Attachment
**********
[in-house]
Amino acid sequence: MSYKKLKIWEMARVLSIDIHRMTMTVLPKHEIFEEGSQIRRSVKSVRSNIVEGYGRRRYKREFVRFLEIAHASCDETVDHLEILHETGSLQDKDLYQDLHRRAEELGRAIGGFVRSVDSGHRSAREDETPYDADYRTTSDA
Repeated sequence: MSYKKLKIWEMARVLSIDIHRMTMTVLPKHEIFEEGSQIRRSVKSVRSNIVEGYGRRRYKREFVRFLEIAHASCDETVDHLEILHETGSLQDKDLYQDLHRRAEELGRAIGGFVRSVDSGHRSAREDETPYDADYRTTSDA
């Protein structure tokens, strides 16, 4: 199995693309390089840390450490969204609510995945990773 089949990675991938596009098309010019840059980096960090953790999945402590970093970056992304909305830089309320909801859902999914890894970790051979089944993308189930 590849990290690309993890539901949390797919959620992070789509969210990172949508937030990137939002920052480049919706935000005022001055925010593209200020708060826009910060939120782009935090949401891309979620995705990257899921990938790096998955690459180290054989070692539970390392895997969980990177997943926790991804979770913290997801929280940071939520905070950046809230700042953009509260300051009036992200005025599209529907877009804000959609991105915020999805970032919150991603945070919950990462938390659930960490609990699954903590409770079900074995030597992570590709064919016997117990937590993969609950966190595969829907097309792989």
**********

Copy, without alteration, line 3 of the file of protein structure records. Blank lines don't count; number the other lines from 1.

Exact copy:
Repeated sequence: MSYKKLKIWEMARVLSIDIHRMTMTVLPKHEIFEEGSQIRRSVKSVRSNIVEGYGRRRYKREFVRFLEIAHASCDETVDHLEILHETGSLQDKDLYQDLHRRAEELGRAIGGFVRSVDSGHRSAREDETPYDADYRTTSDA